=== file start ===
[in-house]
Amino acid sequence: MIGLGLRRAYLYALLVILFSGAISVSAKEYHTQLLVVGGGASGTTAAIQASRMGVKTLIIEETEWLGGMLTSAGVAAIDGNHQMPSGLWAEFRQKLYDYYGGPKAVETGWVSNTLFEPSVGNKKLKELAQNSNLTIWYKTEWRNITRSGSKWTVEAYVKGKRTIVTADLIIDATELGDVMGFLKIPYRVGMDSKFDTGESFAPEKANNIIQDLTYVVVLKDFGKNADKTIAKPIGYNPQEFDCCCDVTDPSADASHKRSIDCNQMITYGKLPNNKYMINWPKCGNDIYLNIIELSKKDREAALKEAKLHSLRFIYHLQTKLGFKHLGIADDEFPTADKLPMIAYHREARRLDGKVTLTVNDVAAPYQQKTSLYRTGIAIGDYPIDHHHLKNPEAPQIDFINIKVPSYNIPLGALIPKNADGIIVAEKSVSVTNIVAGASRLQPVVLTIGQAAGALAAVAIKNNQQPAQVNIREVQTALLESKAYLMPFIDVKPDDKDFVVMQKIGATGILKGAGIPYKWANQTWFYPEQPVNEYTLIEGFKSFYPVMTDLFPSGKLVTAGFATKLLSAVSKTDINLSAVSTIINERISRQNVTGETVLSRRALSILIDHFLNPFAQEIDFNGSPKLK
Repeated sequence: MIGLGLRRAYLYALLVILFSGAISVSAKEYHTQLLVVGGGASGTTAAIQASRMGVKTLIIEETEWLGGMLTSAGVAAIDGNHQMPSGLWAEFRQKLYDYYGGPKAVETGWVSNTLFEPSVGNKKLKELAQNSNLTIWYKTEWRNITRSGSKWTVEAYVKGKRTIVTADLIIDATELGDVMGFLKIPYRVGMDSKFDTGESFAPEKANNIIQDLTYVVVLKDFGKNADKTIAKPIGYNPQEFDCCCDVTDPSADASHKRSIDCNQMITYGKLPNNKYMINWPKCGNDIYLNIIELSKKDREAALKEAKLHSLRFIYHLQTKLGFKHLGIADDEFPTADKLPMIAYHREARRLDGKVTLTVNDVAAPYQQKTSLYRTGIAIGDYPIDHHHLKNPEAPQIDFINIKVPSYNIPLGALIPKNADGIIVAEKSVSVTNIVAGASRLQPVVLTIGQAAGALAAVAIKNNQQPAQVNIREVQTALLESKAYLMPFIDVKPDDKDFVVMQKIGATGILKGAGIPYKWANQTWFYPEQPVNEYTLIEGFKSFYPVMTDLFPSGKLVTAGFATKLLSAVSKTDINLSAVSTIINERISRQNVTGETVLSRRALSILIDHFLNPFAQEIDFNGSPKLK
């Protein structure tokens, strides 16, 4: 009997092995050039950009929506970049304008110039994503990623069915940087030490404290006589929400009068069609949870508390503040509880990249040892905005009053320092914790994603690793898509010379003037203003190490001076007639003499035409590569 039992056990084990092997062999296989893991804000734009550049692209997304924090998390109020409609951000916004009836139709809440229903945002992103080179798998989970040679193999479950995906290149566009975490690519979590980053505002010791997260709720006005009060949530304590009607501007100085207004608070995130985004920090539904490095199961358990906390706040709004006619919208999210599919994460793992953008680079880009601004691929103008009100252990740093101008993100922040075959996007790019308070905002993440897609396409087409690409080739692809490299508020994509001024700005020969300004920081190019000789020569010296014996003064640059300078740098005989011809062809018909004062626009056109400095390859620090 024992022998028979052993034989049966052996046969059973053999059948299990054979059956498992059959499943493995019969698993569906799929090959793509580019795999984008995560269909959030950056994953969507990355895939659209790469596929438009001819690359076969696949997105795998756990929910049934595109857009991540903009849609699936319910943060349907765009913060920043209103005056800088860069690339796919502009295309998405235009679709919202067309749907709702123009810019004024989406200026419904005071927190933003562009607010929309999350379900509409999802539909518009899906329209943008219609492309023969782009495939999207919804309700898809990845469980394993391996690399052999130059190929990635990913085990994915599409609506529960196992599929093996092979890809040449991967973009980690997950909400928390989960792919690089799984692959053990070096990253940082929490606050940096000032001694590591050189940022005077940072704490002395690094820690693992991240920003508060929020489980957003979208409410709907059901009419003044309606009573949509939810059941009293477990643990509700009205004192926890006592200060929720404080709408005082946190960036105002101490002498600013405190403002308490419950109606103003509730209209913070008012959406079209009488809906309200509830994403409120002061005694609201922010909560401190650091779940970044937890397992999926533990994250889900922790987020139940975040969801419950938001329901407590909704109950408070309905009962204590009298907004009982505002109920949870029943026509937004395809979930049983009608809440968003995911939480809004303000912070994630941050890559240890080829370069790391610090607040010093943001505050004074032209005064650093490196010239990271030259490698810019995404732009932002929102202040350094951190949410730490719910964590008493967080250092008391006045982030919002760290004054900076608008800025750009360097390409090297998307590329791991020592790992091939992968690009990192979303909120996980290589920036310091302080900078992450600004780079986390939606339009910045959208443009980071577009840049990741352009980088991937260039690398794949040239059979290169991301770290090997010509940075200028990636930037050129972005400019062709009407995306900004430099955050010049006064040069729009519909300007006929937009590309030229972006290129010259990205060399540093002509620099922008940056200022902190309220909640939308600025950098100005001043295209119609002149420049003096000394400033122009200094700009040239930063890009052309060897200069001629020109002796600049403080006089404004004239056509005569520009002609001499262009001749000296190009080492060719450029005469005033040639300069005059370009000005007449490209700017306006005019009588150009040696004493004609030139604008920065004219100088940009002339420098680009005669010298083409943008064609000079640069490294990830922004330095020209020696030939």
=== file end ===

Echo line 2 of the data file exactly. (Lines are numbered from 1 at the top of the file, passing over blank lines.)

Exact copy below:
Amino acid sequence: MIGLGLRRAYLYALLVILFSGAISVSAKEYHTQLLVVGGGASGTTAAIQASRMGVKTLIIEETEWLGGMLTSAGVAAIDGNHQMPSGLWAEFRQKLYDYYGGPKAVETGWVSNTLFEPSVGNKKLKELAQNSNLTIWYKTEWRNITRSGSKWTVEAYVKGKRTIVTADLIIDATELGDVMGFLKIPYRVGMDSKFDTGESFAPEKANNIIQDLTYVVVLKDFGKNADKTIAKPIGYNPQEFDCCCDVTDPSADASHKRSIDCNQMITYGKLPNNKYMINWPKCGNDIYLNIIELSKKDREAALKEAKLHSLRFIYHLQTKLGFKHLGIADDEFPTADKLPMIAYHREARRLDGKVTLTVNDVAAPYQQKTSLYRTGIAIGDYPIDHHHLKNPEAPQIDFINIKVPSYNIPLGALIPKNADGIIVAEKSVSVTNIVAGASRLQPVVLTIGQAAGALAAVAIKNNQQPAQVNIREVQTALLESKAYLMPFIDVKPDDKDFVVMQKIGATGILKGAGIPYKWANQTWFYPEQPVNEYTLIEGFKSFYPVMTDLFPSGKLVTAGFATKLLSAVSKTDINLSAVSTIINERISRQNVTGETVLSRRALSILIDHFLNPFAQEIDFNGSPKLK